TV Reviews : Muralist Thomas Hart Benton Challenges the Medium

Television is at once the best and worst venue for Thomas Hart Benton.

It’s the best because it achieves what he always said he wanted to do: make his art available to “ordinary people.” It’s the worst because Benton was essentially a muralist whose figures are too large and whose canvasses of rural America too vast and busy--almost communities unto themselves--to be contained on the small screen, even with the most adroit camera work.

What does come through in “Thomas Hart Benton,” Ken Burns’ PBS documentary on the famed contemporary Missouri artist (airing at 9 tonight on Channels 28 and 15, at 8 on Channel 24, and at 10 on Channel 50) are the controversies and complexities of his life and the motion and energy of his work.


Burns has become one of our foremost documentarians, a historian whose medium happens to be film. And this program, although less stunning than the best of his earlier efforts--on the Brooklyn Bridge, Huey Long, the Statue of Liberty and Congress--is evidence anew of his rich storytelling ability.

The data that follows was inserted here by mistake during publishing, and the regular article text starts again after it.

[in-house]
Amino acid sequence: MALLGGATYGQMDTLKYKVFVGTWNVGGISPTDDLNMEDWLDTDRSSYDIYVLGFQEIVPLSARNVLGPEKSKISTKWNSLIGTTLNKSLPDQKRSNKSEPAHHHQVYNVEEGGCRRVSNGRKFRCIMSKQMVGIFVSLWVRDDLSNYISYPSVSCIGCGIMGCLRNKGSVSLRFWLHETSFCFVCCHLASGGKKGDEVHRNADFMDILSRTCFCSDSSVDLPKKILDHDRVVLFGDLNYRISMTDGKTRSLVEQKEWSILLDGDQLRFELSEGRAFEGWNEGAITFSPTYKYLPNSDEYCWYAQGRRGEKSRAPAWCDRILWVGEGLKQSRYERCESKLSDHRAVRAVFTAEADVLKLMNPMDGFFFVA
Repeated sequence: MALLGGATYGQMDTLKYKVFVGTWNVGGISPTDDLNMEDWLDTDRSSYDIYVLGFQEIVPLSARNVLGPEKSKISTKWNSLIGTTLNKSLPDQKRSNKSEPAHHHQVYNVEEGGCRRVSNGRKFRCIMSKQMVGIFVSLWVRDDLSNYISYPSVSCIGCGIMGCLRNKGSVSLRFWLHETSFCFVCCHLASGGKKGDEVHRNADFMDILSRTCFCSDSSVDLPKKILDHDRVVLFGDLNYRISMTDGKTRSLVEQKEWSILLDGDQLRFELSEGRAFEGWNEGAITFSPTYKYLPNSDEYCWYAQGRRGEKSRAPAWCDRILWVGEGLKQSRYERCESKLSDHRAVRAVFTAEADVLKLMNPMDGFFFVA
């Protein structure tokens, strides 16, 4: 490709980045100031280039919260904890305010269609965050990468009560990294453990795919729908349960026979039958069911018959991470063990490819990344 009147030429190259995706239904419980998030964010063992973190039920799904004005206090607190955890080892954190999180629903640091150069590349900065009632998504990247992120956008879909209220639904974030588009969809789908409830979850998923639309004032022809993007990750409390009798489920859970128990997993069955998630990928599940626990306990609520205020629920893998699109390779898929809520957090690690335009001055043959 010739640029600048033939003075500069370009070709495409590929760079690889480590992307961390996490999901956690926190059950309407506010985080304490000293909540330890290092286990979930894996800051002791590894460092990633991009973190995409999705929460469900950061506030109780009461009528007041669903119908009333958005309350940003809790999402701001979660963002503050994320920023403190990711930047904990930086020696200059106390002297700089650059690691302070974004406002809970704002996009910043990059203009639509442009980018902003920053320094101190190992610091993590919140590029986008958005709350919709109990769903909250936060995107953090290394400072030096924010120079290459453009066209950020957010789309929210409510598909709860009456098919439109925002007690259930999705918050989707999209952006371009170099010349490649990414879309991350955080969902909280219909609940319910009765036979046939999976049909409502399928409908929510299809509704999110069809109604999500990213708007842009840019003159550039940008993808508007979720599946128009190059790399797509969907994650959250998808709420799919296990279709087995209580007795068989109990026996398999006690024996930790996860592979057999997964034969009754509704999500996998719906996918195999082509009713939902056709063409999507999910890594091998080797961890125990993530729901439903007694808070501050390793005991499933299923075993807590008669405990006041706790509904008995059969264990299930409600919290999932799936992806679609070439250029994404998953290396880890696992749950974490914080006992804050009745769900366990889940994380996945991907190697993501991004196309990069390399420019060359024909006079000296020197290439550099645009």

This is an admiring biography without being uncritical. Through home movies, Jason Robards’ narration, recollections of friends and family, and the observations of critics and Benton himself, Burns captures the creative turbulence and dualities in the artist’s life. Like many of his contemporaries, Benton went through periods of being in and out of favor. He was a representational artist whose work was publicly scorned by his most famous student, abstract expressionist Jackson Pollock. Yet Benton at times also offended the Establishment, and it was his famous 1939 nude, “Persephone,” that horrified his detractors and cost him his teaching job at the Kansas City Art Institute.

In a sense, Benton was a social historian with a paint brush. “Here’s a man who took the whole face of America and tried to make art out of it,” one art historian says about Benton, who died in 1975 at 85.

The good thing about old age, Benton had said, was that “you outlive your enemies.” Not entirely--witness the brutally caustic assessments of Benton on tonight’s program by art critic Hilton Kramer. The public can judge for itself when a traveling retrospective of Benton’s work arrives April 29 at the Los Angeles County Museum of Art.